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A walk through Anne’s past

Posted by on July 22, 2015

An early awakening this morning was not the way to start the day; groggy, tired, hungry, and caffeine-less was a mixture that has the potential to lead to an awful morning. That would quickly change. The morning was shortly followed by a visit to the Anne Frank House. Immediately after exiting the tram you could see the line form the entrance stretching around the block. We were fortunate enough to have front-of-the-line passes to allow us to enter the museum as a group. One of the first things upon entering the museum, before entering the warehouse (house), was a large quote on the wall dated 11 April 1944 by Anne Frank: “One day this terrible war will be over. The time will come when we’ll be people again and not just Jews!” This was a bit overwhelming. Much like other places all over the world, equality is not a basic human right. Many nationalities, genders, and religions are viewed as inferior or second-class citizens; much like the Jews during World War II. This was a quick taste of her life and other Jews during this period. They wanted nothing more than just to exist, unbothered, and equal.

I’m sure many of you know the highlights of Anne’s life and the struggles of being Jewish during this era, so I’ll spare you the history lesson. The tour starts at the bottom of the house where the warehouse was. No worker was aware of the hiding place, with the exception of the office staff. The second floor is where the offices were, and the third was the storeroom where the product was housed. The third floor had a secret, actually a “secret annex,” that two families were hiding in the back section of the house. A movable bookcase that concealed a small door, disguised access the annex. The moment I broke the plane of the small door, which I even had to duck to get in, it felt surreal where I was. This is where the Frank’s and others hid for two years; quietly, secluded from society, with very little room and diminishing supplies.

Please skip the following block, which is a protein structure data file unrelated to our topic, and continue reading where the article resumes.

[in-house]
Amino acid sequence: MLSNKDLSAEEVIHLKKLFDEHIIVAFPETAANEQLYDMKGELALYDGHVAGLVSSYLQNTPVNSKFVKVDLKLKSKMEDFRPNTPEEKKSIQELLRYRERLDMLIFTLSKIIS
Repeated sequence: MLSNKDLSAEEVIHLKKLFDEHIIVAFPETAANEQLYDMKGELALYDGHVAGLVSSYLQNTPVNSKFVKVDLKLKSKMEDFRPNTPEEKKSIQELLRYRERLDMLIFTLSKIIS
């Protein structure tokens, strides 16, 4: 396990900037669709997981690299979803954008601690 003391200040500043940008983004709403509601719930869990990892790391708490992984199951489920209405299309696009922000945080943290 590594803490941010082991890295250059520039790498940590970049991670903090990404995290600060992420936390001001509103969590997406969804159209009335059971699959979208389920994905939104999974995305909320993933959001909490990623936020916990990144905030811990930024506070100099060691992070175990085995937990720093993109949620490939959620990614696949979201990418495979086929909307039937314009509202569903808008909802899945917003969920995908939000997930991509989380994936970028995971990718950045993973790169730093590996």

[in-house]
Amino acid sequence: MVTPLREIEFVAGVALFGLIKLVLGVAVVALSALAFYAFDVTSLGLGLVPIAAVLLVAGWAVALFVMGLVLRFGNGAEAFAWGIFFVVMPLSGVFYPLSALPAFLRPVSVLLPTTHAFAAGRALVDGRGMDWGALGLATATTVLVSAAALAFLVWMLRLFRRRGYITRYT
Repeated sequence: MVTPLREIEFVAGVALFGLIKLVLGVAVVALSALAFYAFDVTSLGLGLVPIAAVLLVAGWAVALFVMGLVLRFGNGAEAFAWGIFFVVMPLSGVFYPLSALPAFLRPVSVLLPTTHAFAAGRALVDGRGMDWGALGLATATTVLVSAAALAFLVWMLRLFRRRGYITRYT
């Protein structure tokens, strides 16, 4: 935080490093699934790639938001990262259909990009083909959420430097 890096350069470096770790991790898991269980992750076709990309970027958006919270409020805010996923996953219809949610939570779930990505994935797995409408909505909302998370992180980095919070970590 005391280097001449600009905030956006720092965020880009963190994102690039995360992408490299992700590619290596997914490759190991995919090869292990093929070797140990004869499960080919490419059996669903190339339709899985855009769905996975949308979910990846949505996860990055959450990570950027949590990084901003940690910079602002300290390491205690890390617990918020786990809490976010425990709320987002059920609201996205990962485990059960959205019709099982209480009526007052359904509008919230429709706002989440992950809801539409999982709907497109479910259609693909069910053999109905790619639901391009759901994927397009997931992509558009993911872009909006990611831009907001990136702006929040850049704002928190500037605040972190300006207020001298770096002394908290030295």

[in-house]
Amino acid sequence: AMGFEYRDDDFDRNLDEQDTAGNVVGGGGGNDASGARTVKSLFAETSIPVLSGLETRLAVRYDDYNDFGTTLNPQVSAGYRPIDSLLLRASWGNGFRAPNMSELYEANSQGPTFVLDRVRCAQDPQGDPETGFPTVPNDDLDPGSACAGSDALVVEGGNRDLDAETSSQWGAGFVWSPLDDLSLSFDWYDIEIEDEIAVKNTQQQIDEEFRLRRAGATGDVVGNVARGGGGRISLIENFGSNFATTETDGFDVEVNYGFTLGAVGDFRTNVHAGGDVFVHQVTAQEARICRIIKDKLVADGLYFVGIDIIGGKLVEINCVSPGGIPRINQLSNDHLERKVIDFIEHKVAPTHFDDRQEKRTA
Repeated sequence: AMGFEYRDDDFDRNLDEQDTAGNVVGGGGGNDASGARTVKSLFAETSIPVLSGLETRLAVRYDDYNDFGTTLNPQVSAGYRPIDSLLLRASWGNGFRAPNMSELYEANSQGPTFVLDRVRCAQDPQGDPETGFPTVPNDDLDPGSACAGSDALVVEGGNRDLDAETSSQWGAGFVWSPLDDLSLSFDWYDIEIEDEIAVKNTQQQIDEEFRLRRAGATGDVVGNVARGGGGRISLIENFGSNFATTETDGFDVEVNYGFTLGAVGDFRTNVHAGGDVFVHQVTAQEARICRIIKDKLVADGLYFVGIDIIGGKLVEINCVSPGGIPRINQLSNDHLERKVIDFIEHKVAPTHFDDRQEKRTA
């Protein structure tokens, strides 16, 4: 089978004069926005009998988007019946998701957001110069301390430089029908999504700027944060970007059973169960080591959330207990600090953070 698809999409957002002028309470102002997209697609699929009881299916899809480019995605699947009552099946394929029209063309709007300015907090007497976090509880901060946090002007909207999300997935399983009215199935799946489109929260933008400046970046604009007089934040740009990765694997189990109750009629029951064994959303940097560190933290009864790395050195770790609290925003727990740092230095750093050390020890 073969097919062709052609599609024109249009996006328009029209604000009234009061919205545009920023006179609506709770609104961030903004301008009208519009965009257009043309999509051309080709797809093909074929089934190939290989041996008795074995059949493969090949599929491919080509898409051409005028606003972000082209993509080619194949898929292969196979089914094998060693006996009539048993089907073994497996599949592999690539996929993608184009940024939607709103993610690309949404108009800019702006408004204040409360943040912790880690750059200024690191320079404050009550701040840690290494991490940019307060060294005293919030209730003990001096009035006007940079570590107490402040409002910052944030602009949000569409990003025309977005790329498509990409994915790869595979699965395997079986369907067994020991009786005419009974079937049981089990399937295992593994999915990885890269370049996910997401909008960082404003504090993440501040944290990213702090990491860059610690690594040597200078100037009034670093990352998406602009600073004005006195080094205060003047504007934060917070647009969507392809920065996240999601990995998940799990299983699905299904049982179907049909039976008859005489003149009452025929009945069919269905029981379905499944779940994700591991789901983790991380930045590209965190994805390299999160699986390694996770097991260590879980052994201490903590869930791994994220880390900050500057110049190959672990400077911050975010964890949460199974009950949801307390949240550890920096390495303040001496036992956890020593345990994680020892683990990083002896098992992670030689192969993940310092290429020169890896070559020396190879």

This secret annex composed of two stories, smaller than a dorm room on each floor, which housed a family and other inhabitants. After seeing these living conditions and reading quotes of the daily struggle from Anne’s diary, many emotions flooded me. When I finally made it to Anne’s room the emotions become very clear, it was humbling. This was a very sad and tragic set of events that has bruised history forever; you couldn’t help but feeling humble and thankful for how well we actually have it. It’s almost too much to take in at once; such an intense moment in history staring you in the face showing it’s magnitude.


On 4 August 1944 the house was raided and the following month the eight inhabitants were deported to Auschwitz-Birkenau death camp. As the allied forces closed in on Germany, many Jews were sent on death marches or other camps to meet their fate. On January 1945, Soviet troops liberated Auschwitz but the only survivor was Otto Frank. Anne died March 1945 due to typhus in Bergen-Belsen camp; she died slightly prior to liberation thinking that she as the only survivor of her family. Otto Frank later return to Amsterdam to publish her diary.

The last exhibit in the museum was Anne’s original diaries, including the first she received when she was 13 and subsequent diaries and collection of stories. Anne always had aspirations to become a famous writer, which was new knowledge to myself, and she unknowingly did just that. Reflecting on this whole tour was a bit overwhelming, yet informative. A visit to this museum will definitely make most people, even the coldest at heart, feel some sort of felling’s; it’s inevitable. This is a must see museum.

Closing, I would like to point out how much of a black eye genocide is to society. I would like to think we have evolved from that, but how far away are we from it? There are radical Islamic terrorist that would love nothing more to round up non-Muslims, even some other Muslims, and decapitate us one by one. I’m aware calling all Muslims terrorist is like calling all Christians Klan members; one person doesn’t reflect the whole group. My point is that there are individuals, and substantial amount of them, that still foster the ideas of genocide. I just think it’s up to society as a whole to ensure this atrocity doesn’t happen again; especially that it’s us with the target over our head, just like a gold star.

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